More Info and Maps on High School Hill/Reservoir Canyon/Bowden Ranch:
- HikesPeak.com map and description of Reservoir Canyon and its approach to the summit
- City of San Luis Obispo map showing Reservoir Canyon and the western trailhead from Lizzie Street for the summit
Irish Hills/Johnson Ranch
To the southeast of SLO, Johnson Ranch and the Irish Hills have recently been connected with a singletrack trail and trail construction is ongoing to expand and improve the network that currently offers close to 15 miles of trail. Irish Hills is predominantly thick chaparral and the trails visit a number of old manganese mines from World War II, while Johnson Ranch offers smoother, exposed dirt trails and rolling hills. Trail signs are confusing and mostly lacking in this area, and with new trail construction continuing it can get a little confusing–take a GPS or make sure to note the trail intersections with care.
Take South Higuera Street south from town until passing underneath Highway 101 and the parking lot for Johnson Ranch is on the right. A 3.7-mile loop that can be shortened via the cutoff to 2.5 miles, and both offer gradual climbs on smooth singletrack through rolling grassy hills with rocky outcroppings.
Park at the Devaul Ranch trailhead and follow the Mariposa Trail (very steep) to the Poppy cutoff for Froom Creek. Drop down the canyon to the bottom and take a left through the gate to wrap back around to your car. Roughly 5 miles with lots of options from the top of Mariposa to tag on more miles. Be warned that Froom Creek bakes you dry on hot sunny days.
Look for the small, dirt parking lot off Prefumo Canyon Drive just north of town. From the trailhead climb up either Bog Thistle or Mariposa, tag the Morro View outcroppings for some extra climbing, and drop down Froom Canyon. At the bottom of the canyon cross the stream bed and climb back up on Old Prospect, a hike-and-run-only trail that connects to Ocean View. From here you can drop down to the fire road and take the Johnson Ranch-Irish Hills Connector and take a loop around Johnson Ranch and then retrace your steps back to your car for a solid 15-plus miles of challenging, rocky trails with lots of elevation. For a shorter, still-challenging day, take the Wednesday Trail to Ocean View and retrace your steps back up Froom Creek. Be warned that Froom Creek has a reputation for being a solar oven.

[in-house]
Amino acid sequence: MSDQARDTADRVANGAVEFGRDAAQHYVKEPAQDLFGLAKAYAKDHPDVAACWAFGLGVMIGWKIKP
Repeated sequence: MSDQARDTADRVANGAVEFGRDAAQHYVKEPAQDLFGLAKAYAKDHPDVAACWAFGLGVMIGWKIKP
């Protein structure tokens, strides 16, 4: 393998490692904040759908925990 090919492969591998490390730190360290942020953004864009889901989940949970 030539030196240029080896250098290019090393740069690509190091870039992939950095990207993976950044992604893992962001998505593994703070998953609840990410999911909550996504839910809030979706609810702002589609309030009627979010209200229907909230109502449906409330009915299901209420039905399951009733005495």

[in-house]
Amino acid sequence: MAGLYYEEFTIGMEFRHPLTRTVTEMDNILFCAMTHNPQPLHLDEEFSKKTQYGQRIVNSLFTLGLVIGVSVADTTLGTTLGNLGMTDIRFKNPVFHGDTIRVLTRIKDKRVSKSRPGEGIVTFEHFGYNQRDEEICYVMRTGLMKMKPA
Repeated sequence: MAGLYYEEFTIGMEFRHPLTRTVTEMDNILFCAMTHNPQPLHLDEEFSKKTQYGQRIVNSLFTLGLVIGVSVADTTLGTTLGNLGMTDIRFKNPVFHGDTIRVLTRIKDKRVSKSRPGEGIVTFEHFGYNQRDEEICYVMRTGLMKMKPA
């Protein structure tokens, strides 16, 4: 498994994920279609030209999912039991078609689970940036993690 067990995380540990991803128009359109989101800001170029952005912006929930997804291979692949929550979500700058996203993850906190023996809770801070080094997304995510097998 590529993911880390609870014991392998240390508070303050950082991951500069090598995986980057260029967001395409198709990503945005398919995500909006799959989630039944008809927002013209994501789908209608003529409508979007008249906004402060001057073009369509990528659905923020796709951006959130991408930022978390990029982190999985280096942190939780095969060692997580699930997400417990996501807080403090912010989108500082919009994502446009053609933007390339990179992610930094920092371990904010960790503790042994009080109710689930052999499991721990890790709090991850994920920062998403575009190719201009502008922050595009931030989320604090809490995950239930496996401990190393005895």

More Info and Maps on Irish Hills/Johnson Ranch:
- Central Coast Concerned Mountain Bikers Irish Hills and Johnson Ranch map and description
- City of San Luis Obispo Johnson Ranch map
- City of San Luis Obispo Irish Hills map
Cal Poly’s large agricultural landholding offers miles of singletrack and dirt road easily accessed at the edge of the campus. The Poly Canyon loop is a roughly 8-mile loop on dirt roads through the beautiful foothills that is popular with not only the DI cross-country team but also ultrarunners who use the loop to access trails that climb higher and further toward Cuesta Ridge. The architectural graveyard is a short but fun run that takes you to the mouth of Poly Canyon.